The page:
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How to Combine Caution with Convenience When Shopping Online For Gifts


By Keisa Sharpe-Jefferson

The Birmingham Times

Even during inflation, economists expect sales from the 2023 holiday shopping season to meet and exceed previous years due in large part to consumers shopping online.

Consider that it’s hard to top the convenience that comes from shopping online from the comfort of your home to making trips to brick-and-mortar locations.

But security experts warn not to become too lax when purchasing gifts from home.

Here’s a list of tips from area experts to help you stay safe while shopping online this holiday season.

First and most importantly, “make sure the website is a secure site,” says Dr. Ragib Hasan, Computer Science Professor and Director of the University of Alabama at Birmingham (UAB) Center for Cyber Security. “A lot of cyber criminals set up fake websites or sites that differ slightly from the real website,” he said.

Dr. Hasan advises shoppers to visit the retailer’s website directly and type in the online address. Avoid getting to the site by clicking on links sent via emails, which are often nothing more than phishing attempts, which is a criminal’s tactic to secure your personal information.

Ragib Hassan, Director of the University of Alabama at Birmingham (UAB) Center for Cyber Security.

Second, when purchasing products online, Dr. Hasan says, “it’s a great idea to use a credit card rather than a debit card because with a credit card, people get lots of extra protection from fraud.”

Jeff Taylor, head of commercial fraud forensics for Regions Bank, doubles down on some of those suggestions. For example, “A site you’re buying from should have “https” in the web address. If it doesn’t, don’t enter your information,” he said.

Taylor added that consumers should check their statements regularly and contact their credit card company immediately if they see a suspicious transaction.

Jeff Taylor, head of commercial fraud forensics for Regions Bank

Whereas with debit cards and direct payment sites (like Zelle, for instance), Hasan says money is taken out of your account immediately and it will likely take a lengthier time, and possibly be more difficult, to recover funds. He likens these modes of payment to “giving someone cash or a check. As soon as you give it to them, it’s gone. And with debit cards, not all banks provide full protection.”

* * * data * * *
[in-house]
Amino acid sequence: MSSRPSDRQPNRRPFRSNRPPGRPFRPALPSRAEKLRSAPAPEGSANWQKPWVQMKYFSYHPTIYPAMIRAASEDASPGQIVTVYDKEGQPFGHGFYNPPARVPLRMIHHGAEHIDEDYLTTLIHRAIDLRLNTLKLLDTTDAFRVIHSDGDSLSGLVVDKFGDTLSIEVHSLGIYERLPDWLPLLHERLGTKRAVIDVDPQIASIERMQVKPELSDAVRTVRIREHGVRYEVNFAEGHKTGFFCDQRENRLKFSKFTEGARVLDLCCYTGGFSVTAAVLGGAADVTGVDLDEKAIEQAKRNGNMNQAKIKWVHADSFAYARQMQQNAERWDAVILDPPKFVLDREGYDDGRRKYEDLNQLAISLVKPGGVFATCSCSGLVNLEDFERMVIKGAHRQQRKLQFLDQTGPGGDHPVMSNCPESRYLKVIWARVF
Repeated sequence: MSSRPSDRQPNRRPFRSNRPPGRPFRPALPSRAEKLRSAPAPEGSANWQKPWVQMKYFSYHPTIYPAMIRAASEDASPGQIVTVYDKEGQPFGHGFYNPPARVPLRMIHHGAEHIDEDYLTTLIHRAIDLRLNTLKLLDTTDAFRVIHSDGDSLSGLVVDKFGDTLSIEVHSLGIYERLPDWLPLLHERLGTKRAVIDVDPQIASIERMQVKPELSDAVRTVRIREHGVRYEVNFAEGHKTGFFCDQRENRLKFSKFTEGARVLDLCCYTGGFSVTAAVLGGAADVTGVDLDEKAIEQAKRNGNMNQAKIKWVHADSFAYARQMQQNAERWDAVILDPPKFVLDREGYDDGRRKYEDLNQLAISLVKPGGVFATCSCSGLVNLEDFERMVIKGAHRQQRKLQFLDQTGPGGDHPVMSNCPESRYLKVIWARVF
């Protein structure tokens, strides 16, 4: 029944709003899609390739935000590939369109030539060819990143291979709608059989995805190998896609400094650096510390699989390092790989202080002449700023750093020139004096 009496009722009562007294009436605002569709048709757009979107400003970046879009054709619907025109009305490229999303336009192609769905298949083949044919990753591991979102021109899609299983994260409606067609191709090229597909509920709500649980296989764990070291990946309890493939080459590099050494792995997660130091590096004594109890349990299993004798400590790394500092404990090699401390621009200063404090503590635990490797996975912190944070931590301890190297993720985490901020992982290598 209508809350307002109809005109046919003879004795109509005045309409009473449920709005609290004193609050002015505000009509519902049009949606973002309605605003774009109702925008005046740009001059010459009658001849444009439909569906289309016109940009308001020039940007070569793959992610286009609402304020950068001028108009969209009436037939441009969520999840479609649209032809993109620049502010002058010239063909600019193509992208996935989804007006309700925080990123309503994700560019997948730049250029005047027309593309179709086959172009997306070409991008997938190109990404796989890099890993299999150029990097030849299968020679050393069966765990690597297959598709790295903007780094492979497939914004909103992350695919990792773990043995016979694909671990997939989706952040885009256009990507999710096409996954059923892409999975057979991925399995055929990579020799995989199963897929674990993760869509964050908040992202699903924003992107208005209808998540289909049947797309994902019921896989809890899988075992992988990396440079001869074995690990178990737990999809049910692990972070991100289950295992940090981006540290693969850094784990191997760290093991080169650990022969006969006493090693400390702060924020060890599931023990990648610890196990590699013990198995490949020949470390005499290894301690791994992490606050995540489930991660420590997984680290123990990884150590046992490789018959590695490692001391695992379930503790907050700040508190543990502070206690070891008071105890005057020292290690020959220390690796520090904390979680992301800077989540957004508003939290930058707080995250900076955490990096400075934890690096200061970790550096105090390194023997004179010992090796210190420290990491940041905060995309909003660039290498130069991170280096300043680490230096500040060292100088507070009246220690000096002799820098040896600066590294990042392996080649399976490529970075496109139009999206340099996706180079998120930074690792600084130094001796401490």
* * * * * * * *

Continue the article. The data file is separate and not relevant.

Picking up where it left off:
For an added layer of protection, Dr. Hasan advises online shoppers to check out the company’s rating on the Better Business Bureau (BBB). “In some cases, it’s not that it’s a fake company, but they (the company’s workers) have a horrible reputation. If you’re buying from a company that you’ve never dealt with before, it might be a good idea to see their BBB rating, especially if it’s a big-ticket item.”

And for those who turn to social networking sites to make purchase (like Facebook, for example), Dr. Hasan reminds shoppers to be on the lookout for “deals that are really too good to be true.”

He says this is a common scam. “They (criminals) provide a massive discount on social media, through a link, to attract people, and once you buy something from them and pay, let’s say $20-dollars, they’ll actually ship something to you that costs $.10-cents or only a dollar … (but) by the time you get it in a month or so, it’ll be too late to recover your money.”

Dr. Ben Meadows, Asst. Professor of Economics, Collat School of Business.

And for those who plan to travel this holiday, Hasan issues another caution. “Be careful whenever you are renting a room or a house through Airbnb or sites like that, always check the reputation of the host,” he said.

Ben Meadows, Ph.D., Assistant Professor of Economics, Collat School of Business, said even with the threat of cyber criminals and these safety tips, arm yourself with some key knowledge to have an overall enjoyable holiday shopping experience.

“Be aware of inflation. Do your research. (The good news is that) this does seem like maybe the first holiday (since Covid) where we’re returning to a little bit of a sense of normality,” Meadows said.

If you are a victim of or spot a scam, report it to the Federal Trade Commission at ReportFraud.ftc.gov or 877-FTC-HELP (382-4357).